Embracing activism in France

An Insightia interview with Diane Lamarche and Saam Golshani, partners, and Simon Martin-Gousset, associate, White & Case.

3 min read

How is shareholder activism evolving in France?

Saam Golshani: 2022 activist campaigns provided further evidence that activism is now firmly embedded within the French markets. Market participants are more accepting of activists and willing to engage. This is reflected in a number of campaigns being undertaken behind closed doors on a confidential basis, and dialogue between activists and issuers is becoming increasingly effective in overcoming issues or concerns.

Activists' tactics are also becoming more sophisticated from a legal perspective, with activists exercising their rights as minority shareholders to their advantage. As an example, activists who once sought to minimise contact with the French regulator, the Autorité des Marchés Financiers (AMF), are now, at times, actively seeking its support.

At TotalEnergies' 2022 annual meeting, climate-related resolutions proposed by a group of 11 investors were rejected by the company's board for attempting to dictate the strategy of the company in this area. The shareholders requested that the AMF intervene, which it declined to do.

Nonetheless, seeking to involve the AMF in the first place can be seen as a significant development when compared with past practice. This comes against the backdrop of public positions taken by the AMF in 2020 and 2021, which pointed to the potential benefits of shareholder activism as contributing to the proper functioning of markets and to an improvement in the corporate governance and management of issuers.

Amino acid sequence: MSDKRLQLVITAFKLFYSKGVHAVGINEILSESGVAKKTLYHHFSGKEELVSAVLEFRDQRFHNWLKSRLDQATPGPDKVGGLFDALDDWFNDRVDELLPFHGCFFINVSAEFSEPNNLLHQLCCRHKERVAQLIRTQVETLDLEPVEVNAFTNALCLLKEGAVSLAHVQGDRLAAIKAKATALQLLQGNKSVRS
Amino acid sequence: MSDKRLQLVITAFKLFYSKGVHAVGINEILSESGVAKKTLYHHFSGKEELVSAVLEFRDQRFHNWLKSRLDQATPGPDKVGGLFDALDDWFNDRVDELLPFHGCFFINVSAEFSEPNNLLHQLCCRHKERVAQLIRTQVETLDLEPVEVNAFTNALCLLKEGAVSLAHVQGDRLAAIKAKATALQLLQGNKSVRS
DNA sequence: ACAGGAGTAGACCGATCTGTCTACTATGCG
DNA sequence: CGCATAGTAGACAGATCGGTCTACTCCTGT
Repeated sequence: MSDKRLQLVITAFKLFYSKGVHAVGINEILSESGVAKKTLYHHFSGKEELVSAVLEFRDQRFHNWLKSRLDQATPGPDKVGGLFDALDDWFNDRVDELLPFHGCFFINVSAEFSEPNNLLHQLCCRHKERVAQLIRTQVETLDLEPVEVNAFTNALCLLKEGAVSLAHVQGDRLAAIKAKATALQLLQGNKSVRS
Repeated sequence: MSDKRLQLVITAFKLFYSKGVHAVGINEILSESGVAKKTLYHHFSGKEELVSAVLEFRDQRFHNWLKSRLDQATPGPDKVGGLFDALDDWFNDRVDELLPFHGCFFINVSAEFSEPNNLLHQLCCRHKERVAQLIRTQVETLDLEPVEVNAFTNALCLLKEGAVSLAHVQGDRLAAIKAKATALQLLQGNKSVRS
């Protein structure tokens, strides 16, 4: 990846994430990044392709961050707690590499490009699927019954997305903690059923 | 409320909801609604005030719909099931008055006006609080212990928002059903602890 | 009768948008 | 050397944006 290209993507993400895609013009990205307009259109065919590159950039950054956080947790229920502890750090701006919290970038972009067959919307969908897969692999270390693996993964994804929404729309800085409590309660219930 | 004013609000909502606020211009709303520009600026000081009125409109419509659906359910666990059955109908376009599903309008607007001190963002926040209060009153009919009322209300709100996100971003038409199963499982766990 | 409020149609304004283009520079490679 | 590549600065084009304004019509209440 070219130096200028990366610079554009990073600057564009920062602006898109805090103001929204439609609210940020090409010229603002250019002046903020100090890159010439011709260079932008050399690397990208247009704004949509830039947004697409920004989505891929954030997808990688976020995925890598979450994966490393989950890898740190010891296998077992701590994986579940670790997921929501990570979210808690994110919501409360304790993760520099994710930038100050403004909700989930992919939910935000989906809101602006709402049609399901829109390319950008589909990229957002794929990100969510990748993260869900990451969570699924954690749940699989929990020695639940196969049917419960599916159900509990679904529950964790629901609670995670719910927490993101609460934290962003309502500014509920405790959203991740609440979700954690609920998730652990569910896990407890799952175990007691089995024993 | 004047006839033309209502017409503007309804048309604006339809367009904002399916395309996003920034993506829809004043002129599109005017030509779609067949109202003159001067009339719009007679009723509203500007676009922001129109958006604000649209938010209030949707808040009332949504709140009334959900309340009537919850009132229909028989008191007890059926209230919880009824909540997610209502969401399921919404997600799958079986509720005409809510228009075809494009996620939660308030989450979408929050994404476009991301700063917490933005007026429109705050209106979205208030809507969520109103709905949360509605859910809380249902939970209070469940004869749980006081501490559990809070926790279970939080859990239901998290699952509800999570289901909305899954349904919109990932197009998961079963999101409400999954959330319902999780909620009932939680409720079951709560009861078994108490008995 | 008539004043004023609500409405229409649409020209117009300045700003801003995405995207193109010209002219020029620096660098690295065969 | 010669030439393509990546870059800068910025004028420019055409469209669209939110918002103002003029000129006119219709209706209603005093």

Did 2022 spur any notable developments regarding “say on climate” in France?

Diane Lamarche: As was anticipated, the "say on climate" initiative gave rise to one of the most prominent campaigns of 2022, that of TotalEnergies. The focus on "say on climate" and corporate climate transition plans confirms the importance of ESG and strongly suggests that ESG (climate change in particular) will remain a central issue in investor engagements in 2023. Without existing legislation in place, influential market participants are lobbying issuers to include "say on climate" resolutions on a voluntary basis.

In response to the rise in such campaigns, the AMF published a statement on shareholder dialogue on environmental and climate issues. In its statement, AMF calls on companies to strengthen shareholder dialogue by presenting their climate strategy at each general meeting and facilitating discussion. The strategy should be accompanied by precise targets with follow-ups arranged at regular intervals. The AMF also noted that it would be appropriate, in the future, for this information to be approved by shareholders, similar to the approval of annual financial statements.

Which debates and/or changes in the regulatory framework occurred in France in 2022?

Simon Martin-Gousset: France has not seen any substantive legislative developments directly impacting activism in 2022. However, a strong debate arose concerning the ability of shareholders to vote on certain corporate issues, in particular resolutions regarding the company's climate strategy.

In the context of this debate, several prominent think-tanks and academics have expressed the view that legislative reform in this area is not necessary. In light of the AMF confirming that it is unable to rule on the allocation of powers between shareholders and their board of directors (i.e. how shareholders should be able to influence company strategy), it is anticipated that investors whose proposed resolutions are excluded from annual meeting agendas will instead seek to challenge such exclusions in the commercial courts.

In addition, we note a strong trend in Europe of introducing environmental- and social-related requirements into company law and we would anticipate that investors will push for French companies to comply with such requirements and/or use new legislation as tools in future campaigns.

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